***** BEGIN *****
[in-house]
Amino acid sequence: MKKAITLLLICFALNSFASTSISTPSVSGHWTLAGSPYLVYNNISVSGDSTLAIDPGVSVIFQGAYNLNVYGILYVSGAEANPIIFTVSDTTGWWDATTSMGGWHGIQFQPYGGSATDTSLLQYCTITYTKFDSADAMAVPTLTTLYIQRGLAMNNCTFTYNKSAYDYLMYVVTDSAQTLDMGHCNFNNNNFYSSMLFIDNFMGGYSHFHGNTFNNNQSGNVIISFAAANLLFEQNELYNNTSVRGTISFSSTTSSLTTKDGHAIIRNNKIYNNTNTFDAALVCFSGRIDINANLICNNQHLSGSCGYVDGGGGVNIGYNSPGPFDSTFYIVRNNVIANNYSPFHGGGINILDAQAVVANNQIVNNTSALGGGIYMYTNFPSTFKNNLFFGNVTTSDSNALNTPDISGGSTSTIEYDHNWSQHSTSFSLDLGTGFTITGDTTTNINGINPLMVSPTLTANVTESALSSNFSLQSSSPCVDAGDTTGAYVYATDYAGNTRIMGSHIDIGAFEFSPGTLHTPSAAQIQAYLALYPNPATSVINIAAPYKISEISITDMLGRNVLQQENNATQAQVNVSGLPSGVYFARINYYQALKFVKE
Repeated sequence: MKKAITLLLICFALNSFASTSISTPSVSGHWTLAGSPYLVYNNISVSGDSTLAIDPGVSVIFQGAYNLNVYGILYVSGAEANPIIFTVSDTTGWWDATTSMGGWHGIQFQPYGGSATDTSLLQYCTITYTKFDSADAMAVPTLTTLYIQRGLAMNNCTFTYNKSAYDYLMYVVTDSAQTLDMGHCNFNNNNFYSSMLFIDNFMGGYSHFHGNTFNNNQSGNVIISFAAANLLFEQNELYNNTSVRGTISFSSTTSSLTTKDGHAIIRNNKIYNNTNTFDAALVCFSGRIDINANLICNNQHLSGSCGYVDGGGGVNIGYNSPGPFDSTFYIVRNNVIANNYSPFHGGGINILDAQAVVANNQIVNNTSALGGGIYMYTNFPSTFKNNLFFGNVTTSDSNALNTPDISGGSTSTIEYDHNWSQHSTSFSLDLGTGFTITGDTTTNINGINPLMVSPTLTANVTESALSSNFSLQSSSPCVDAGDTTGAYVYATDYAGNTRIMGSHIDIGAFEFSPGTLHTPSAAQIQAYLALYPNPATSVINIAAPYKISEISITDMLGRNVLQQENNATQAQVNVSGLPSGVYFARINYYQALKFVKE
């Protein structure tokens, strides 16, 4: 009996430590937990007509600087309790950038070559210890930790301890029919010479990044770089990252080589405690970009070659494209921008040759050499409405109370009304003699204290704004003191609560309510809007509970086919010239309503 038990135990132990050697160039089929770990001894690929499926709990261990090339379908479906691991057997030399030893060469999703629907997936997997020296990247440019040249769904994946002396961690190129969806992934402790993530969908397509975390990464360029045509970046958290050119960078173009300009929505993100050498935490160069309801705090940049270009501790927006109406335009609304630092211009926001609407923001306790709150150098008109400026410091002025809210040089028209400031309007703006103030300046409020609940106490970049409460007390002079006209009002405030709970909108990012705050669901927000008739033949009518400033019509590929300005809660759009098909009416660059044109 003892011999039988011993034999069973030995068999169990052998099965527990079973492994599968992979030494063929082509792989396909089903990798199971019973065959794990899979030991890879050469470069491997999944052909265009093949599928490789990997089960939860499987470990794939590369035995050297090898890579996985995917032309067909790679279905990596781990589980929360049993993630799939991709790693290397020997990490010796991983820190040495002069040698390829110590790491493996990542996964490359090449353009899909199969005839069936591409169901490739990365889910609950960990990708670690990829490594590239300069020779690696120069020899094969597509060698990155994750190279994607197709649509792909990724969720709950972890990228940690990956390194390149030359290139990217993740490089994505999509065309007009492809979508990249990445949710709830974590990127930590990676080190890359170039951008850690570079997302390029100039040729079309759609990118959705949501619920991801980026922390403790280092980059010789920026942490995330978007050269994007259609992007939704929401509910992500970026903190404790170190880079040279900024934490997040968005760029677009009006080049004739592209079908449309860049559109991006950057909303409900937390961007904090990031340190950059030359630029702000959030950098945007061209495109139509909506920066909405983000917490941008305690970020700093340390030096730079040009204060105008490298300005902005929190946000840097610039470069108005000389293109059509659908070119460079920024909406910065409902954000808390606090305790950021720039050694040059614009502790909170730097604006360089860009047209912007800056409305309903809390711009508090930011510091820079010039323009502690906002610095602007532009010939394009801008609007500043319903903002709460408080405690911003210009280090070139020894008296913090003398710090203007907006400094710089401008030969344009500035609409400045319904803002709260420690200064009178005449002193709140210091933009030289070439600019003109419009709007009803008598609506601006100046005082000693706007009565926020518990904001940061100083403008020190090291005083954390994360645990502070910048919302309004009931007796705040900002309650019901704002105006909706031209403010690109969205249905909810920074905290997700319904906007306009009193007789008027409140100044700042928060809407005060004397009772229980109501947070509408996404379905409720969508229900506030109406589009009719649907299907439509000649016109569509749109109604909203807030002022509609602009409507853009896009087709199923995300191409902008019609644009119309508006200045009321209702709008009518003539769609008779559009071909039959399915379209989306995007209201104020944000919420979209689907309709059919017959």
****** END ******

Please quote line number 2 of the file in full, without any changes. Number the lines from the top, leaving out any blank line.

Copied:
Amino acid sequence: MKKAITLLLICFALNSFASTSISTPSVSGHWTLAGSPYLVYNNISVSGDSTLAIDPGVSVIFQGAYNLNVYGILYVSGAEANPIIFTVSDTTGWWDATTSMGGWHGIQFQPYGGSATDTSLLQYCTITYTKFDSADAMAVPTLTTLYIQRGLAMNNCTFTYNKSAYDYLMYVVTDSAQTLDMGHCNFNNNNFYSSMLFIDNFMGGYSHFHGNTFNNNQSGNVIISFAAANLLFEQNELYNNTSVRGTISFSSTTSSLTTKDGHAIIRNNKIYNNTNTFDAALVCFSGRIDINANLICNNQHLSGSCGYVDGGGGVNIGYNSPGPFDSTFYIVRNNVIANNYSPFHGGGINILDAQAVVANNQIVNNTSALGGGIYMYTNFPSTFKNNLFFGNVTTSDSNALNTPDISGGSTSTIEYDHNWSQHSTSFSLDLGTGFTITGDTTTNINGINPLMVSPTLTANVTESALSSNFSLQSSSPCVDAGDTTGAYVYATDYAGNTRIMGSHIDIGAFEFSPGTLHTPSAAQIQAYLALYPNPATSVINIAAPYKISEISITDMLGRNVLQQENNATQAQVNVSGLPSGVYFARINYYQALKFVKE